In line with declaring itself an Earth Protector Town (working from the bottom at local level), Glastonbury has also passed a motion to support the passing of an Ecocide law at the Highest Judicial Court in the World recognised by the United Nations (working from the top down). It is envisaged that these two interlinked movements will pay a large part in the reshaping of the world in response to the current Ecological Social, and Economic climate, and will give our children hope for the future as we undergo a paradigm shift in order to survive.
There will be a short Ceremony marking the Pledge for Glastonbury to become an Earth Protector town during the Second Climate Emergency Event and People’s Assembly at the Town Hall on Saturday, 26th October. The entire community will be very welcome to attend on what the Council hopes will be a very special occasion.
For more information about Earth Protector Towns and Stop Ecocide, please click HERE.
Glastonbury’s Green Deputy Mayor, Cllr. Jon Cousins, will compère this special Climate Emergency Day event, which focuses on “Lifestyle Choices and Sustainable Future for Our Community”; open from 10 am until 4 pm on Saturday, 21st September 2019, at Glastonbury Town Hall.
Featuring key-note speaker Anita Van Rossum of Stop Ecocide, giving a talk on the urgent importance of ecocide being recognised as a crime and the Earth Protector Town initiative.
“We are facing an emergency and communities countrywide are trying to find ways to lessen its impact”.
This is a free event is organised by Glastonbury Town Council, Somerset Waste Partnership, local community food growers, Extinction Rebellion, Plastic Free Glastonbury, Friends of the Earth, and Earth Protectors.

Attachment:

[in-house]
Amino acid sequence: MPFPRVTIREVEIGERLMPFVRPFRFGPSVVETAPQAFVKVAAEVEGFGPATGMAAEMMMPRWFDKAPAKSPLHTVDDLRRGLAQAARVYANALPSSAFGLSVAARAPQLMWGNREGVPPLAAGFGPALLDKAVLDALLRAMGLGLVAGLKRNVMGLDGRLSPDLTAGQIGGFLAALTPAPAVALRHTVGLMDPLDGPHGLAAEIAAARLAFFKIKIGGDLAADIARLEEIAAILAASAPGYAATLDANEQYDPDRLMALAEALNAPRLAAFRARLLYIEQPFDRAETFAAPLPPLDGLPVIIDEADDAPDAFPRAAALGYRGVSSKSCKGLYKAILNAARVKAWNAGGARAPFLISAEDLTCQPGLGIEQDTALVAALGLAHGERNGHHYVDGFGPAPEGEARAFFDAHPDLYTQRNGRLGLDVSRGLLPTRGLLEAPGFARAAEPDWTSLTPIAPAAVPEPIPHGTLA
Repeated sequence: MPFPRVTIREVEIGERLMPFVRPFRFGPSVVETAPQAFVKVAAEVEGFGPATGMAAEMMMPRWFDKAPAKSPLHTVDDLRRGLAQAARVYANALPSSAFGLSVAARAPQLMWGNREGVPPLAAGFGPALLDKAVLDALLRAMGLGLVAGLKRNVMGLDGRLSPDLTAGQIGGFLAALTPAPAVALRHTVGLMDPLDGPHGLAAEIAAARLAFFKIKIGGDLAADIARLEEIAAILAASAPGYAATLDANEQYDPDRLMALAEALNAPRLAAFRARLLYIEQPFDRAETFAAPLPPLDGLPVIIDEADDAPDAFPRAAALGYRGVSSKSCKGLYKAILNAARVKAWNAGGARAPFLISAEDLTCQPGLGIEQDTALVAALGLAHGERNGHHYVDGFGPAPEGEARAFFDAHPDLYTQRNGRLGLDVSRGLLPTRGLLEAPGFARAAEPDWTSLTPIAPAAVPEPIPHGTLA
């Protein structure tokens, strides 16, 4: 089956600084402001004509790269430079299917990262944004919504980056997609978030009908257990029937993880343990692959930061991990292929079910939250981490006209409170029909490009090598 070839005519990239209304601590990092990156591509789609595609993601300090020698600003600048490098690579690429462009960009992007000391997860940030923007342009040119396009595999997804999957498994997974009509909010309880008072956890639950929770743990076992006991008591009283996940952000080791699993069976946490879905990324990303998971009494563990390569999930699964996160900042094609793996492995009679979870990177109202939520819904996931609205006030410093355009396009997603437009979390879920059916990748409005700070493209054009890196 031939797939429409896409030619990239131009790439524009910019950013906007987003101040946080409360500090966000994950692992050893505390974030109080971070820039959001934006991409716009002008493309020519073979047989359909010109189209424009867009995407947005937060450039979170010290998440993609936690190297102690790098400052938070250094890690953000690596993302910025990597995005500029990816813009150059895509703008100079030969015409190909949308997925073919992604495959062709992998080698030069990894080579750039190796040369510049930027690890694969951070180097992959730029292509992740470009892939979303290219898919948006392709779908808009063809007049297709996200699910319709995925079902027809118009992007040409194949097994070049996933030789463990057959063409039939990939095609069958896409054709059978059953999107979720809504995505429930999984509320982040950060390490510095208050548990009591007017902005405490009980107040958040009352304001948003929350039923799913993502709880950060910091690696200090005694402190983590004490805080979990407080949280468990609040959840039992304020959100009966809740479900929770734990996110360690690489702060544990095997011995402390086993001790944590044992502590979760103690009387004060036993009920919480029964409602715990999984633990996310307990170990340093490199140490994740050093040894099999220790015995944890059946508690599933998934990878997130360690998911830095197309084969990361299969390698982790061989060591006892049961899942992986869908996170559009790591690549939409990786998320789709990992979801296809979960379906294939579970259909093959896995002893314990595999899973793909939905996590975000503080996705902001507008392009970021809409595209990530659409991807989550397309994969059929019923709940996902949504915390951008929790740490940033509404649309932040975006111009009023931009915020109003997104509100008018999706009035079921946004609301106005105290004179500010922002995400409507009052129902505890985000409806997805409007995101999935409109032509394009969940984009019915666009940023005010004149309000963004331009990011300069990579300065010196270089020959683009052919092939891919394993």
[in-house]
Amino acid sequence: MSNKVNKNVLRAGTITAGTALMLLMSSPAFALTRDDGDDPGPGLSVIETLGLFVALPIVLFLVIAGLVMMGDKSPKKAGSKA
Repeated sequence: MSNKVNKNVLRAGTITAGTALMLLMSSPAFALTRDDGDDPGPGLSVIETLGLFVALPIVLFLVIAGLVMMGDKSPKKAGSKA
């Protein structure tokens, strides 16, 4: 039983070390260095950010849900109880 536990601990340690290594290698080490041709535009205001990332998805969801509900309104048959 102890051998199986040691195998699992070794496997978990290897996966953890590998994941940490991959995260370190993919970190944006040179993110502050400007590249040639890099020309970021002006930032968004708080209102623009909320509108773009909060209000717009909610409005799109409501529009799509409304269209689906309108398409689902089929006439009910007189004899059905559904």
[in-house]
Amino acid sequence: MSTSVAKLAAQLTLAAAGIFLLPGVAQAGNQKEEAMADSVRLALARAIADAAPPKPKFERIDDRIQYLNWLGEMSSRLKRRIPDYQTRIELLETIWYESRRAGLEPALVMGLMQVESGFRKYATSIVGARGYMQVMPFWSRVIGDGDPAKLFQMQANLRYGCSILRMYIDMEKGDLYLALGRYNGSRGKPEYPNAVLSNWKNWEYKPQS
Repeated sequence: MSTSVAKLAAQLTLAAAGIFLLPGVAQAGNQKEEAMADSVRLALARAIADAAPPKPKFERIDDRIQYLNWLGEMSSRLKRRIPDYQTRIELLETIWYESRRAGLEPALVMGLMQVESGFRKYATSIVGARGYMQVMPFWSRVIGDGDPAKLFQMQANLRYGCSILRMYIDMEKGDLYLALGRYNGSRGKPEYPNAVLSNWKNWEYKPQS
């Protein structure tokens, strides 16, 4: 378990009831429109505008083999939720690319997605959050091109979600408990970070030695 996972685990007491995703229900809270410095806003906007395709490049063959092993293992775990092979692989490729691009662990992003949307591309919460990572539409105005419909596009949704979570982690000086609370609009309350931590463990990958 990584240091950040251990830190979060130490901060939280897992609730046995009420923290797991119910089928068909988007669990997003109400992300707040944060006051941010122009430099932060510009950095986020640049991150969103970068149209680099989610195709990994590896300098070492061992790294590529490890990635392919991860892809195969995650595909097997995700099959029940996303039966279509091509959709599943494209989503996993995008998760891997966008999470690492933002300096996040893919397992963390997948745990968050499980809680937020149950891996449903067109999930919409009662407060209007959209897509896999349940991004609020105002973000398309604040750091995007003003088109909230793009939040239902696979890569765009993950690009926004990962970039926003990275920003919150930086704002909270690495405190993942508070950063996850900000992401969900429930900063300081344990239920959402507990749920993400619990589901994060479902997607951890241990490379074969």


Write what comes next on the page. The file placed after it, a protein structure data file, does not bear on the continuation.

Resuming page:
There will be guest speakers, films, and stalls with information and advice on sourcing local food produce and growing your own; switching to renewable energy; how to reduce consumption; reducing plastic use; recycling; composting; and gardening for wildlife.
For more information please click HERE.
PRESS RELEASE: Glastonbury Declares Climate Emergency.
by Dr Richard Tabor.
Published in the Central Somerset Gazette on Thursday, 28th February 2019.
In a rare moment of consensus ten of eleven Glastonbury Town Council members attending a meeting depleted by illness on Tuesday 12th February voted to pass a motion declaring a Climate Emergency put forward by two former mayors. Only Conservative representative and County Councillor Terry Napper abstained as other members from all parties voted in favour.
Green Party councillor Jon Cousins spoke to the motion which was supported by his colleague, Emma George. Citing the dire consequences of a 1.5 degree rise in global temperatures highlighted by the Intergovernmental Panel on Global Warming’s 2018 special report on Climate Change the council’s ambitious Climate Emergency committed Glastonbury to:
“1) Continue to show foresight and leadership when it comes to addressing the issue of Climate Change, having adopted an Environmental Charter, opposed fracking in the Mendips and throughout the UK, installed solar panels on the Town Hall roof, and banned single use plastics;
2) pledge to make the operation of Glastonbury Town Council carbon neutral by 2030, taking into account both production and consumption emissions.”
After reading out the motion Councillor Cousins spoke of the “unprecedented changes in all aspects of society”, reminding his colleagues that Climate Change is a serious issue effecting everyone. He noted that Town Councillors as representatives of the community needed to take action because seemingly insignificant every-day actions, such as discarding a plastic bag, can have far reaching consequences as demonstrated by the vast amount of plastic waste floating in the Atlantic and Pacific Oceans.
He went on to say that the decisions we make now as individuals, as communities and as a nation will be judged by our children and grandchildren who will have to deal with the consequences. In calling for the motion to be adopted he concluded that the council had a duty to future generations to be on the ‘right side of history’. He received eloquent support from Councillor Emma George who explained that other Councils across the UK had already passed similar motions and had pledged to make their towns carbon neutral by 2030. Only Councillor Napper was unwilling to support the motion as he felt that the word ‘pledge’ was too strong. The passing of the vote was received with huge cheer from an uncharacteristically full public gallery.